Material proximities and hotspots: toward an anthropology of viral hemorrhagic fevers.


Brown, H; Kelly, AH; (2014) Material proximities and hotspots: toward an anthropology of viral hemorrhagic fevers. Medical anthropology quarterly, 28 (2). pp. 280-303. ISSN 0745-5194 DOI: https://doi.org/10.1111/maq.12092

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Abstract

This article outlines a research program for an anthropology of viral hemorrhagic fevers (collectively known as VHFs). It begins by reviewing the social science literature on Ebola, Marburg, and Lassa fevers and charting areas for future ethnographic attention. We theoretically elaborate the hotspot as a way of integrating analysis of the two routes of VHF infection: from animal reservoirs to humans and between humans. Drawing together recent anthropological investigations of human-animal entanglements with an ethnographic interest in the social production of space, we seek to enrich conceptualizations of viral movement by elaborating the circumstances through which viruses, humans, objects, and animals come into contact. We suggest that attention to the material proximities-between animals, humans, and objects-that constitute the hotspot opens a frontier site for critical and methodological development in medical anthropology and for future collaborations in VHF management and control.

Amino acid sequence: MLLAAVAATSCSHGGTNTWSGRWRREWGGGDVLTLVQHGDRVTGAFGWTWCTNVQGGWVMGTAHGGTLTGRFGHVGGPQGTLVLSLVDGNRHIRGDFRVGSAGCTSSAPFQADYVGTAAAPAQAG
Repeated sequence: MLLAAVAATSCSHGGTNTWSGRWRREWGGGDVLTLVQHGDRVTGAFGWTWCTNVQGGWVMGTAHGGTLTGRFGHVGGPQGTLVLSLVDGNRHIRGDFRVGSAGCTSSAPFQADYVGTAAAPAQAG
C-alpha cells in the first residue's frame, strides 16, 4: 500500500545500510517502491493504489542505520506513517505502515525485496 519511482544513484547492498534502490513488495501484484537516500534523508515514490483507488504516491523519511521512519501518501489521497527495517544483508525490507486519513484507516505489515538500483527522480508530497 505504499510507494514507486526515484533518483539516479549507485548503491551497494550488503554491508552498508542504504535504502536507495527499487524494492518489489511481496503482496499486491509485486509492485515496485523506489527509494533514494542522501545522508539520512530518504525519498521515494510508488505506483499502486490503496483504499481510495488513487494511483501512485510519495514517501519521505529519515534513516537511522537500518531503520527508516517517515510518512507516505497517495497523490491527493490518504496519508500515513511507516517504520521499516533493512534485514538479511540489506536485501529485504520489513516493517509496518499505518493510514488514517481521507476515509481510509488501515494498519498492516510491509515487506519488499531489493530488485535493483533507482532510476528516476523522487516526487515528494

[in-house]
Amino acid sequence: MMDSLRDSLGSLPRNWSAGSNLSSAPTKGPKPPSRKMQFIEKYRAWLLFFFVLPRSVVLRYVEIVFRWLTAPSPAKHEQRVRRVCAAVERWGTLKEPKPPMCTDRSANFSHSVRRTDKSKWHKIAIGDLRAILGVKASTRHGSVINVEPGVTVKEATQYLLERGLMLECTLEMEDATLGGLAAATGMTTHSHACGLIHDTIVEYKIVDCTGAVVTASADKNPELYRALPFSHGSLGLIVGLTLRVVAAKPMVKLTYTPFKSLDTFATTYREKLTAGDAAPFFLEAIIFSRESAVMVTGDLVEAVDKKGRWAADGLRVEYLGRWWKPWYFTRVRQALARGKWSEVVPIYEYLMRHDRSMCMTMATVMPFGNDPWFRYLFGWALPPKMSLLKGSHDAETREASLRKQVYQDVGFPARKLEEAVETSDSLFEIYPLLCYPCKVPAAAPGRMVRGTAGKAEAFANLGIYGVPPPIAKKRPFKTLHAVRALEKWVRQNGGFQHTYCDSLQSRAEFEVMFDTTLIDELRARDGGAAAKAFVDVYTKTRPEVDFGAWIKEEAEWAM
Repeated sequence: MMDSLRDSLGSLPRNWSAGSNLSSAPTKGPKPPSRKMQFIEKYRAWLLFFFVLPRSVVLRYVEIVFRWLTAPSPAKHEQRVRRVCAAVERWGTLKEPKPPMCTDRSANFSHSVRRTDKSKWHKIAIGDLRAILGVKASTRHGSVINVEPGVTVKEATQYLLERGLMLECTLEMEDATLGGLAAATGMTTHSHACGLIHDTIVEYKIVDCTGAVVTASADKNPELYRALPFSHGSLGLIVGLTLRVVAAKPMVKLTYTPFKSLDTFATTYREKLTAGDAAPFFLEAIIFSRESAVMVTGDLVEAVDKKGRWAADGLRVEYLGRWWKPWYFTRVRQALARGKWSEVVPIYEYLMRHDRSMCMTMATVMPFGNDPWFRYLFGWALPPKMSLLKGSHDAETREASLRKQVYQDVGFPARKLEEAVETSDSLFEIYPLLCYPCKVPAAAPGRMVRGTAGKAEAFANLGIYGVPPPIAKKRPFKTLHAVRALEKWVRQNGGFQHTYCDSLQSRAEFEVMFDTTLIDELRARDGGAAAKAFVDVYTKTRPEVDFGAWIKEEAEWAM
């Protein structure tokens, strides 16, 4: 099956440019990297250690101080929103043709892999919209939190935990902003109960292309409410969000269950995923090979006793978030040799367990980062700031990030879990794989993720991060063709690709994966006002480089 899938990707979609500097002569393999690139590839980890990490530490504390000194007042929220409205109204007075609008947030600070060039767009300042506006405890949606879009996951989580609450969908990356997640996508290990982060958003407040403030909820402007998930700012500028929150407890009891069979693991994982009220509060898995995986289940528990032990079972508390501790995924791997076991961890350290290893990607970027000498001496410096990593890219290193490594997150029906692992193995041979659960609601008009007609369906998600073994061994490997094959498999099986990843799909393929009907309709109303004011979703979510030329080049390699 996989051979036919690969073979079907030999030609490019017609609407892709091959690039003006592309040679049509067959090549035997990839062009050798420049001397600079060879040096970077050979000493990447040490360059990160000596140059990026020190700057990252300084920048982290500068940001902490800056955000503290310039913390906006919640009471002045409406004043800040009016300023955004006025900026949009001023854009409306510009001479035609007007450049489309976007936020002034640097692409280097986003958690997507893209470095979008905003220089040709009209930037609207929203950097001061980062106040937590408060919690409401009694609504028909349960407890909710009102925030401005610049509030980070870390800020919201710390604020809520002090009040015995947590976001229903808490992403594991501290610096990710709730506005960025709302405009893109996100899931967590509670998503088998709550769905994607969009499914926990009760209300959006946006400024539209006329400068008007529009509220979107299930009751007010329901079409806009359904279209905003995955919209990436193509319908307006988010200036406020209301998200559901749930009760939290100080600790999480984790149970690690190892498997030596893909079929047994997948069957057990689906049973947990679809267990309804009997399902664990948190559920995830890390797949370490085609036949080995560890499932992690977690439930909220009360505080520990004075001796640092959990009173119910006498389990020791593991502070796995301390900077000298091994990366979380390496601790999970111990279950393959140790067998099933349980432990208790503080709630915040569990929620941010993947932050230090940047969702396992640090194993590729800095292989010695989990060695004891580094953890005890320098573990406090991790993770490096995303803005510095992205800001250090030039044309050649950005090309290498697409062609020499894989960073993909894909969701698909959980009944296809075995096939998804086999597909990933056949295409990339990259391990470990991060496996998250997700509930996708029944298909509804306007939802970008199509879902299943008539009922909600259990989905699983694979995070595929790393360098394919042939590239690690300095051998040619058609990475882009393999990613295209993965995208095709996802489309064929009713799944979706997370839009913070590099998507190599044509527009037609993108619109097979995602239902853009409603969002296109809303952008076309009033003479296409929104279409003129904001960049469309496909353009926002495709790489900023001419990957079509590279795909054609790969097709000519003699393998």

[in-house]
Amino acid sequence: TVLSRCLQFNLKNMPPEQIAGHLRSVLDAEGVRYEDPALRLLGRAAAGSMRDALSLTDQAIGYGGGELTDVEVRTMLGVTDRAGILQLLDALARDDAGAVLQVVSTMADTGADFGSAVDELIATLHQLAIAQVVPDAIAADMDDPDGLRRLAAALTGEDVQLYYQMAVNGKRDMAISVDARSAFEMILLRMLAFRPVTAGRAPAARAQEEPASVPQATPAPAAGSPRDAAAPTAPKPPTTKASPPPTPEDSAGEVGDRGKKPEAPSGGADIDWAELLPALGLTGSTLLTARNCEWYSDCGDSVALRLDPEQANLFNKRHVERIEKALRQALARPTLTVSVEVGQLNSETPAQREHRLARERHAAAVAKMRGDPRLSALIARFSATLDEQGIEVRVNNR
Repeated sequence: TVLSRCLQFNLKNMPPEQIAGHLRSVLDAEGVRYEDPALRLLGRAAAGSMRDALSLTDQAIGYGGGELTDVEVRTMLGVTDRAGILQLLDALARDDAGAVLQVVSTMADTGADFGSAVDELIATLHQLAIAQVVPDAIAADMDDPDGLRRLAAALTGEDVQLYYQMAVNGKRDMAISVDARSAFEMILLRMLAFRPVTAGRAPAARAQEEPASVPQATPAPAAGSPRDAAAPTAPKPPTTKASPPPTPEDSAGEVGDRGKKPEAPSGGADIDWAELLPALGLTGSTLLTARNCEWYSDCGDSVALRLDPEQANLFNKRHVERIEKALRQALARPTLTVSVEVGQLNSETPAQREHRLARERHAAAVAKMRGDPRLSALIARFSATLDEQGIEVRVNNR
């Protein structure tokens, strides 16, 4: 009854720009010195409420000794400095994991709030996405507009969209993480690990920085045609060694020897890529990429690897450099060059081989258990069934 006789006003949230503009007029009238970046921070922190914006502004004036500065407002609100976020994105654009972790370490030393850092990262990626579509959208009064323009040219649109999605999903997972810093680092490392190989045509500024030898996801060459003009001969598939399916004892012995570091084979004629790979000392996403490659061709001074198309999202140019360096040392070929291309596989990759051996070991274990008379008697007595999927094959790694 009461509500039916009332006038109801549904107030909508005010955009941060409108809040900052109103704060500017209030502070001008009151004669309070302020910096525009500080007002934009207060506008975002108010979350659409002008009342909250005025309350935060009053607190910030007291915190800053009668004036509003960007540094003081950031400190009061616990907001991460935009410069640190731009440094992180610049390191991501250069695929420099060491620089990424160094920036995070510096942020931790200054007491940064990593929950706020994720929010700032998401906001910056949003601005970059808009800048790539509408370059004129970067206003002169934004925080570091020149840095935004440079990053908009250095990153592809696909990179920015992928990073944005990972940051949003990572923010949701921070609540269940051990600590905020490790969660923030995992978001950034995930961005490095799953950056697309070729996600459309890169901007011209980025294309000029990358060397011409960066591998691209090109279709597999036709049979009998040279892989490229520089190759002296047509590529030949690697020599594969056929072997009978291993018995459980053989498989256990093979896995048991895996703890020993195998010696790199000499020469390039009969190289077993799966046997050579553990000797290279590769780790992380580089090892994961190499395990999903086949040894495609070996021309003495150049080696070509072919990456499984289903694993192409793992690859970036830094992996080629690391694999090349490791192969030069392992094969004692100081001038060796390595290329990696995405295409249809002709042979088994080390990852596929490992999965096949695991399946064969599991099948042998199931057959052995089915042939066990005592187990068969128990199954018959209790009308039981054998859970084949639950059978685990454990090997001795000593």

Item Type: Article
Faculty and Department: Faculty of Public Health and Policy > Dept of Global Health and Development
PubMed ID: 24752909
Web of Science ID: 337669600017
URI: http://researchonline.lshtm.ac.uk/id/eprint/2087181

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